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CS5003 — Masters Programming Projects

CS5003 Practical 2: Gem Heist

Deadline: Friday the 3rd April 2020 at 21:00

Credits: 33% of the coursework (and the module)

MMS is the definitive source for deadline and credit details

You are expected to have read and understood all the information in this specification and any accompanying documents at least a week before the deadline. You must contact the lecturer regarding any queries well in advance of the deadline.

Aims

The main aim of this project is to write a complete web application including both client and server components. More specifically, it will involve designing and testing an API, implementing the front-end and back-end in JavaScript which communicate through this API, and choosing the right data representation.

Your client-side JavaScript should be written in modern JavaScript (e.g. ECMAScript version 6+) with appropriate HTML, CSS and any libraries you find useful. Your server-side should be written in Node.js, using specified packages such as Express. You will be provided with a package.lock file specifying which packages are permitted. Do not install and use any other packages without asking the lecturer first. Do not use any other language, JavaScript dialect or templating language (e.g. TypeScript, CoffeeScript, HAML, Pug, React, Vue, ejs, etc.).

The use of git version control system is mandatory for this practical. You will be expected to use it throughout the development to keep track of progress.

Overview

You will create an online game that allows different users to connect and to play against each other. You will implement Gem Heist, in which players take it in turn to disable alarms that protect gems. Each gem is protected by four alarms. Each alarm can protect up to four gems. The player who disables the last alarm protecting a gem collects the gem and gets to disable another alarm. The game is over once all the gems have been collected. The winner is the player who collects the most gems. Note: Gem Heist is a custom game based around the classic Dots-and-Boxes game https://en.wikipedia.org/wiki/Dots_and_Boxes.

Working in pairs, you will implement both the client side (HTML+CSS+JS) and the server side (JavaScript based on Node.js), The server side will implement a RESTful API for exchanging data with the client. Your webpage will contain client-side JavaScript which makes HTTP calls to the API, and exchanges data with the server using JSON.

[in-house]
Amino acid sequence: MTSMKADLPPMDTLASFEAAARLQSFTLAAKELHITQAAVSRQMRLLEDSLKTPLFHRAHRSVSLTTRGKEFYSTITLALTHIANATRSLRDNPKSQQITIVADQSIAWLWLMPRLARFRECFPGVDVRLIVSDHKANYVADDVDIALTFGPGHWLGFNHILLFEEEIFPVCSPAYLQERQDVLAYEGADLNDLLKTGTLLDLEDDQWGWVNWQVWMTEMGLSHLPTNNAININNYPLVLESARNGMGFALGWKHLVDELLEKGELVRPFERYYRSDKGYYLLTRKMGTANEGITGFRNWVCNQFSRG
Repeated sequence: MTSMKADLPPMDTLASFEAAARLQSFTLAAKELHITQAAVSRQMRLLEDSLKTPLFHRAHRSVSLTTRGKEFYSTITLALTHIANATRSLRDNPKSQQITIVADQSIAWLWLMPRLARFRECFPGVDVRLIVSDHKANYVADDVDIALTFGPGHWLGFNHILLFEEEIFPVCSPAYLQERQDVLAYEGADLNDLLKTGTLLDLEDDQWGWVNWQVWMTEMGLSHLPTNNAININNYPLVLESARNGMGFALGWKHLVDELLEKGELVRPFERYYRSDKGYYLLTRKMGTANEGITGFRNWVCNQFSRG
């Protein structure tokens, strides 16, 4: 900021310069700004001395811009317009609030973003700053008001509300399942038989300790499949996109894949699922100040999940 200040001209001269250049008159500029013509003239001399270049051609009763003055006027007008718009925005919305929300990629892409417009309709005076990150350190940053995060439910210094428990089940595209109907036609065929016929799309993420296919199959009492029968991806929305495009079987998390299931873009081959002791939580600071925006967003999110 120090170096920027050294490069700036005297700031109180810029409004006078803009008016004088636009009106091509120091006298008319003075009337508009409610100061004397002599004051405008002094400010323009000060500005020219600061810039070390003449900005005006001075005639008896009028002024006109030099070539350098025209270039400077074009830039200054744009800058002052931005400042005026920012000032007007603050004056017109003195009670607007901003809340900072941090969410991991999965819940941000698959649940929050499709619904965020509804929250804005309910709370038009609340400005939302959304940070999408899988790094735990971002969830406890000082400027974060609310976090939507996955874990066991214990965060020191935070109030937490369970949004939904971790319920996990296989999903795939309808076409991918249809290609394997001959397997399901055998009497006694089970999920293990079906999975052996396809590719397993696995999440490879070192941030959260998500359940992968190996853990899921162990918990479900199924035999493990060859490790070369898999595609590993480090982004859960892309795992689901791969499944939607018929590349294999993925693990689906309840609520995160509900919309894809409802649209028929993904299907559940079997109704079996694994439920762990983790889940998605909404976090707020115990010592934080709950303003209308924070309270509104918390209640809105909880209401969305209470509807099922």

The client should be able to let a user connect to the server, disable an alarm, and display the current state of game, including whose turn it is and the number of gems each player has collected. Information about which alarm has been targeted should be sent to the server via the API, and the game state will be held centrally on the server. Your solution should allow two people to play against each other from two separate computers.

The API should provide services needed to make this happen including, but not limited to:

starting a new game
configuring the game (player name, shape/size of the grid, number/type of gems)
disabling alarms
automatically collecting gems when all their alarms have been disabled
detecting victory conditions
You should ensure your application provides the core functionality as described the Requirements Section.
Requirements

Your application should provide the functionality described below. Many of these requirements are open to interpretation and there are many different ways to fulfil them. You are encouraged to speak the lecturer if you have any doubts or questions about any of the requirements. You should make sure you have completed all the requirements in each section before moving onto the next.
Basic

Your application should provide the following:

Allow a player to start/join a game. Note: you may wish to assign each game and each player in the game a universally unique id. The idea is similar to the user ids you used in the StacsYak assignment, but the ids could be hidden from the user and only valid for the length of the current game.
Allow a player to see the current state of their game, including the gems and alarms in the grid, and each player's current score.
Allow a player to disable an alarm.
If the alarm was the last alarm protecting any gem(s), automatically 'collect' the gem(s) (i.e. remove them from the grid), update the player's score, and allow the player to disable another alarm.
If this was not the last alarm protecting any gem, allow the next player to disable an alarm.
Finish the game appropriately when all gems have been 'collected'.
Intermediate

Your application should provide all the requirements described in the Basic Section, plus the following: